Do you notice differences in hiring from a bootcamp versus hiring applicants from more traditional channels such as computer science graduates?
I would say there are only positive differences. People who attend bootcamps tend to be very enthusiastic, excited to learn and develop in their new career. They are coming out of those programs with a go-getter attitude. I think that probably applies to CS majors as well, but I have a very small sample size– we haven’t hired many recent graduates or junior developers in the past.
Fullstack and Grace Hopper have a lot of graduates. When you think about the two graduates that you’ve hired, what got them the job?
During the interview process we were impressed by how quickly they picked things up – the interviewer didn’t have to repeatedly explain things, and they didn’t have to explain basic programming concepts. In general, we were very impressed by how the bootcamp grads we interviewed performed in the technical interviews. Again, I’m speaking from a very small sample size as we don’t hire many CS degree grads either, but I think CS majors often concentrate a lot more on theory, whereas individuals out of Grace Hopper and Fullstack have a lot more practical programming experience from the projects they have worked on.
You mentioned you don’t hire many CS grads, what other backgrounds do your dev hires have?
We don’t hire many recent CS graduates. This apprenticeship program was our first chance to really pilot a junior engineering development program. I will say that we are not credentialists at Stack Overflow; many of our current senior devs don’t come from traditional CS degrees. They are experienced developers but might have degrees in music, or film– there are different majors outside of a CS background.
How do bootcamp grads do in their technical interviews compared with people who have more experience in tech?
The bootcamp grads performed very well in technical interviews. They seemed to have a lot of practical programming experience, and I think the bootcamps may have done mock technical interviews with them. They generally seemed to understand that the trick for approaching technical interviews is to make sure you’re defining the problem, understanding it, and creating a path forward before just jumping into the code.
Did you put those bootcamp grads through the same interview process that you usually use for every dev applicant, or did you tweak the application process for them?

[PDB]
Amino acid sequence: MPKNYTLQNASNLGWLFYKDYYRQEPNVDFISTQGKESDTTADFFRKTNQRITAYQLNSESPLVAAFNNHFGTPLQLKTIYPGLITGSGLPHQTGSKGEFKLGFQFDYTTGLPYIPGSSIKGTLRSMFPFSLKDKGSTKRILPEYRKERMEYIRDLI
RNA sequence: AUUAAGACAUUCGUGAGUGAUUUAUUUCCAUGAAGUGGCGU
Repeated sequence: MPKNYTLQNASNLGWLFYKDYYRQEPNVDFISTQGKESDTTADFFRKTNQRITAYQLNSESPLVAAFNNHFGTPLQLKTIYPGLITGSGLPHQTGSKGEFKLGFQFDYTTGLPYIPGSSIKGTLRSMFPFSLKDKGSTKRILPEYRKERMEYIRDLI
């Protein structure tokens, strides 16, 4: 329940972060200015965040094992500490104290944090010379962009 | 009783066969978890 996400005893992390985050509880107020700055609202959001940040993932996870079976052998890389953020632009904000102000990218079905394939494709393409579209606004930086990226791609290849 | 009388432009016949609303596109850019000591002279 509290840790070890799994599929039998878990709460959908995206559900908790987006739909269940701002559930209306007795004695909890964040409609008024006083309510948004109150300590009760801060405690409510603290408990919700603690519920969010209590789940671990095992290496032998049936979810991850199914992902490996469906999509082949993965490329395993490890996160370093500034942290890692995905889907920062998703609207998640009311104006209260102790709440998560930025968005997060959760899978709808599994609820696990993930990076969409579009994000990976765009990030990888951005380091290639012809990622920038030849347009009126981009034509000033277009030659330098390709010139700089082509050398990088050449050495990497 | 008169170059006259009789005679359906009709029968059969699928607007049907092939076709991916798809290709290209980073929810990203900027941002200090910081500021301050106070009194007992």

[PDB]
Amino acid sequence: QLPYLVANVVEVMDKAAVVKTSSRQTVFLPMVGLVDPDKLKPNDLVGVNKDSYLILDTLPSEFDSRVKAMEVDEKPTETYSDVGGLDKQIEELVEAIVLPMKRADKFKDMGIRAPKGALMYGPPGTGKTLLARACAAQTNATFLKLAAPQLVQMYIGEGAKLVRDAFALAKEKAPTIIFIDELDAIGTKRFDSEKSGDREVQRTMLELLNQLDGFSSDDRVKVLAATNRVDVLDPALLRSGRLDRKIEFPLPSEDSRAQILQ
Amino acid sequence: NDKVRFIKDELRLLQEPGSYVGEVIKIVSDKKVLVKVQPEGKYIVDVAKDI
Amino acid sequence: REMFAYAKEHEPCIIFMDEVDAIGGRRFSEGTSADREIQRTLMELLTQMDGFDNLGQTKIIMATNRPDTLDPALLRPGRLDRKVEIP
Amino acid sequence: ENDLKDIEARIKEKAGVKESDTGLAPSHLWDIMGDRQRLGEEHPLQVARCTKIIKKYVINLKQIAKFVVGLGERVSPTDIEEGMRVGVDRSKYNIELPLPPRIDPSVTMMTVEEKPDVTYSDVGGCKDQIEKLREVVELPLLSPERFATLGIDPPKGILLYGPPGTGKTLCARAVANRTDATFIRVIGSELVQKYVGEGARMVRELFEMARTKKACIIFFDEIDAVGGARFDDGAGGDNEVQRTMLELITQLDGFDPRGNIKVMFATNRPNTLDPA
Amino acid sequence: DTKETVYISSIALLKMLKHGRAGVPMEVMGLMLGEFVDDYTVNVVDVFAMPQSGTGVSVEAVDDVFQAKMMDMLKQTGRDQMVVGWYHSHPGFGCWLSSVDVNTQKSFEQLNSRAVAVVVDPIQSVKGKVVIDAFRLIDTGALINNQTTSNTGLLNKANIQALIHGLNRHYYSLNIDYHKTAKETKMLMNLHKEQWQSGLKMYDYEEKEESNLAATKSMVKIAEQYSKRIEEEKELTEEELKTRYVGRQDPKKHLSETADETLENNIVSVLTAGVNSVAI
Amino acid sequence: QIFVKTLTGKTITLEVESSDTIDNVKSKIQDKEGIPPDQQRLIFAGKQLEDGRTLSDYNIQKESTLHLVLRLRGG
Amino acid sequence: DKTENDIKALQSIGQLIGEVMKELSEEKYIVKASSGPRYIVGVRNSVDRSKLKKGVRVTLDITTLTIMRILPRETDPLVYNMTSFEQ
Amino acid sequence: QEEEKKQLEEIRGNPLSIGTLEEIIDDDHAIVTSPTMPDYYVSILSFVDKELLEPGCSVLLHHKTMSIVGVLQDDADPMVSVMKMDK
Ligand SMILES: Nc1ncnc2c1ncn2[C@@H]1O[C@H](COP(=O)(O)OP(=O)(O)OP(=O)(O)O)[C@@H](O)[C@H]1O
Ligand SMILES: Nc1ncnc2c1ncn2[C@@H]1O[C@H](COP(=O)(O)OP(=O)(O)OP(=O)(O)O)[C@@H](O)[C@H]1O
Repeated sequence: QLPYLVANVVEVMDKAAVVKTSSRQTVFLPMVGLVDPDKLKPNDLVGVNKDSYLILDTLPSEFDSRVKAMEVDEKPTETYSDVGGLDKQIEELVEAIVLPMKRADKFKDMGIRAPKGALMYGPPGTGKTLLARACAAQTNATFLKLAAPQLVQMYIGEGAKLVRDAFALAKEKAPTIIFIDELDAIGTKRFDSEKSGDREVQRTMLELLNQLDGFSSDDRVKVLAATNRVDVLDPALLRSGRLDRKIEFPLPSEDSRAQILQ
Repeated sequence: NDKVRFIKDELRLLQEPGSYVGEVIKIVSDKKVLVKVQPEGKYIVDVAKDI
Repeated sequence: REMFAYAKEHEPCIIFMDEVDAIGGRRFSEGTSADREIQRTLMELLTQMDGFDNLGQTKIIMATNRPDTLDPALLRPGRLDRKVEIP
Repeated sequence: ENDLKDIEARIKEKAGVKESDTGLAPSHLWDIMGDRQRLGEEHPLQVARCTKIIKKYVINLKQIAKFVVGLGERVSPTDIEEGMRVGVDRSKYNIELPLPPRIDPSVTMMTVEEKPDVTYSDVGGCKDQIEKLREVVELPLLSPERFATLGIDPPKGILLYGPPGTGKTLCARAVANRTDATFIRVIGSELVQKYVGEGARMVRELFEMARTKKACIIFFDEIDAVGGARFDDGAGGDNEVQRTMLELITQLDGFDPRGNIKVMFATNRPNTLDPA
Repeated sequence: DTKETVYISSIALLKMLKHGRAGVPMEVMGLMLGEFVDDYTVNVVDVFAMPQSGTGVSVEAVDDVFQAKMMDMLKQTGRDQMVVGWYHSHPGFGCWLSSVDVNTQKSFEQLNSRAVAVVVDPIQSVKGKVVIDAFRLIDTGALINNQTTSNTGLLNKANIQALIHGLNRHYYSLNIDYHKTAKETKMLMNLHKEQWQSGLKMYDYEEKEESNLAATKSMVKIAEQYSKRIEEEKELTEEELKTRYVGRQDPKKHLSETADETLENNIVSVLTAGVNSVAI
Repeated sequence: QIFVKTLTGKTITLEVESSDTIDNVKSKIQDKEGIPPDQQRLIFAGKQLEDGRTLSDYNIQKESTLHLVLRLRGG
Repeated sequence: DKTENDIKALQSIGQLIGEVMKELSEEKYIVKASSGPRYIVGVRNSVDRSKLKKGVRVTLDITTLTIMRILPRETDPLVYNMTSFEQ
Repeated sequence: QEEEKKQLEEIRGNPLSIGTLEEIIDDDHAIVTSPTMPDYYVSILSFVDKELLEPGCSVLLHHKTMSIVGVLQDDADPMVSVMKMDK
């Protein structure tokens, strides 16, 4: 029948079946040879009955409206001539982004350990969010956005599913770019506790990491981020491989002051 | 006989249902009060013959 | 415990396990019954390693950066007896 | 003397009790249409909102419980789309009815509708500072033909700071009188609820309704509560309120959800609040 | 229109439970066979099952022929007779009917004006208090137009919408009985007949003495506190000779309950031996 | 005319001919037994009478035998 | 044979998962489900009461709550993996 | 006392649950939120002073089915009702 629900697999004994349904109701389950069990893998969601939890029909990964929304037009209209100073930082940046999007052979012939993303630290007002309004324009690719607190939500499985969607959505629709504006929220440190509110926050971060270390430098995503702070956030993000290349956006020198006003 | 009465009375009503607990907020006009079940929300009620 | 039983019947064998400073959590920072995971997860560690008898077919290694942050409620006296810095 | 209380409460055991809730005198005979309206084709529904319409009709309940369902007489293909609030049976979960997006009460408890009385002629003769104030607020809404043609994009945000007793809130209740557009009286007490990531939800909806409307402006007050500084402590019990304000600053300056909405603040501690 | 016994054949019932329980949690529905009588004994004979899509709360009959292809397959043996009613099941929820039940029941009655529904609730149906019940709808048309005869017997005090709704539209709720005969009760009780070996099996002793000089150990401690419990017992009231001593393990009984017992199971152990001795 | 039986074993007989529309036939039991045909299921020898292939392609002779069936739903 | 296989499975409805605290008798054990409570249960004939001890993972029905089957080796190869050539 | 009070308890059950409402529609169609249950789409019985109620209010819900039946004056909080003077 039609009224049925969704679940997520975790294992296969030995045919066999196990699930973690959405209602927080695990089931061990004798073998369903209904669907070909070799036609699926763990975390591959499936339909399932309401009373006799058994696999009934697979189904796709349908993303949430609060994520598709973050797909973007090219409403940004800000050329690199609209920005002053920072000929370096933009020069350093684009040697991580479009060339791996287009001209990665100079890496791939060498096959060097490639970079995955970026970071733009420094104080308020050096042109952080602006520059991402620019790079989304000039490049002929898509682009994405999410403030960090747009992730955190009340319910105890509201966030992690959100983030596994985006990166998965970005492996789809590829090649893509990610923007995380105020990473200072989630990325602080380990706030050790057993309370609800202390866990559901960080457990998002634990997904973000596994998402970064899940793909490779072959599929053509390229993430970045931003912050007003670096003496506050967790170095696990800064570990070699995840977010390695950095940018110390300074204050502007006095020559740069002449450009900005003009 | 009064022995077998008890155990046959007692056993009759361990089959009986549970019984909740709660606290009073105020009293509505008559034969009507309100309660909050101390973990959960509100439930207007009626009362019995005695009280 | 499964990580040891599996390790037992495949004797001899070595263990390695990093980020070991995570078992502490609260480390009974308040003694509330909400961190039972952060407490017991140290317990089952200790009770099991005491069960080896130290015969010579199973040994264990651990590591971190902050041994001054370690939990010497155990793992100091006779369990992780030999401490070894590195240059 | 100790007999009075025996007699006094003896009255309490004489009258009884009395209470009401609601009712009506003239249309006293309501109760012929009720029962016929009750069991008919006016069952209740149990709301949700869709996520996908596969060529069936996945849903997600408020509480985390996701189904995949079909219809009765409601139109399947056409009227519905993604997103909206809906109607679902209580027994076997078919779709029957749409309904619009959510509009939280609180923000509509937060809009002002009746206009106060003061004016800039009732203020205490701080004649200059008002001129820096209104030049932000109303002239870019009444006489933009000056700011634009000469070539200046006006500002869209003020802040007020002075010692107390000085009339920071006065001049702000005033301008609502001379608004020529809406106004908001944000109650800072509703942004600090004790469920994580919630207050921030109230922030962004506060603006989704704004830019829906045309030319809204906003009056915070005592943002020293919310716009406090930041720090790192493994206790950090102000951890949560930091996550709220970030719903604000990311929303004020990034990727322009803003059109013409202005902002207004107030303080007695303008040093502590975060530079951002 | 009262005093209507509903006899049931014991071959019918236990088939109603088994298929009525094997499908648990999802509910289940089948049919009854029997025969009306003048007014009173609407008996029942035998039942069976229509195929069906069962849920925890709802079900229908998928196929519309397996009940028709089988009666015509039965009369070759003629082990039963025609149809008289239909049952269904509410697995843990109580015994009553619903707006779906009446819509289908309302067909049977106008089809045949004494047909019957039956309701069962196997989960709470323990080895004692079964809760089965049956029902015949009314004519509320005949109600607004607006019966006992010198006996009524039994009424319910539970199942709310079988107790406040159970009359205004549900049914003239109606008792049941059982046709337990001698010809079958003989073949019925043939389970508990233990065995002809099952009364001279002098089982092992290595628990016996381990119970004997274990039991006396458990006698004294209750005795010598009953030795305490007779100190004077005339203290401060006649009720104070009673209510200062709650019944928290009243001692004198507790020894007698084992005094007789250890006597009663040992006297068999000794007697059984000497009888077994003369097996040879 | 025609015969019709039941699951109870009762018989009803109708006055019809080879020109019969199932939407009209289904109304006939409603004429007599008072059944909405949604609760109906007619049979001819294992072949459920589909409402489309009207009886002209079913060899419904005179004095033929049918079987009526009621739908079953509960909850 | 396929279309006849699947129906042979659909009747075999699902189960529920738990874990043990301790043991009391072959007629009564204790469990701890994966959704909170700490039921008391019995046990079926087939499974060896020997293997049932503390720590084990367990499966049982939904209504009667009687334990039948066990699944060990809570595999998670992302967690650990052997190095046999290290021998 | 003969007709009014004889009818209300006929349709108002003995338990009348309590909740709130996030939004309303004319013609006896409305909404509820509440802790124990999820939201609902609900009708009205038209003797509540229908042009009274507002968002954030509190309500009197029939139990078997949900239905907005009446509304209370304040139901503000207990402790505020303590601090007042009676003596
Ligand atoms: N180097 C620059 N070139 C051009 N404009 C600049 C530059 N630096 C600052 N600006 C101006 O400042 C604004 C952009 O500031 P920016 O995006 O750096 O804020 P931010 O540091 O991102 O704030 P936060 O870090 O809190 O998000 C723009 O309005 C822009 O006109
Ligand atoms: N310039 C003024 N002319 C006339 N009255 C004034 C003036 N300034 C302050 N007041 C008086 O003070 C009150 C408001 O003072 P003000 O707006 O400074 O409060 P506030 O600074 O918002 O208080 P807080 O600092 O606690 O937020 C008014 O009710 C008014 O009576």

We did tweak it since our goal was to hire juniors, and our typical process is for hiring seniors. We optimized the interview process for efficiency, so that we could interview a large graduating cohort at the same time. Many of the graduates were entertaining offers. So while our usual process might last two to three weeks, we basically put them through a hiring day, where they go through all the interviews in just one day, so we could get decisions to them more quickly. Because of that, we shortened the interview process somewhat, and removed some of the more academic/algorithmic questions that we typically ask in other technical interviews.
Can you tell me a bit more about the Stack Overflow apprenticeship program– what motivated it and what does it involve?
The apprenticeship consists of a three-month curriculum. Since this was our first time running this program, we defined a very clear curriculum. It started off with a two-week crash course in our technology stack, C# and .NET. Then, eight weeks of pair programming where apprentices partner with a mentor, work on some of that mentor’s current ongoing projects, get involved directly in our actual code base, and then they wrapped it up with a four-week final graduation project to show off their newly acquired skills; and to have something to point to that they worked on for Stack Overflow. The goal of the graduation project was meant to be something that would go live in some small way on the site.
The apprenticeship was never marketed to be a contract-to-hire program, it was meant to stand on its own merits. The idea was that by doing a graduation project, they’d be able to go into the job search and point to something on Stack Overflow that they’d worked on. We thought that would be a nice resume booster early in their career. We were quite happy that it turned out the way it did with two full-time offers though!
In addition to the apprenticeship program, how do you ensure that the new hires are supported to keep learning?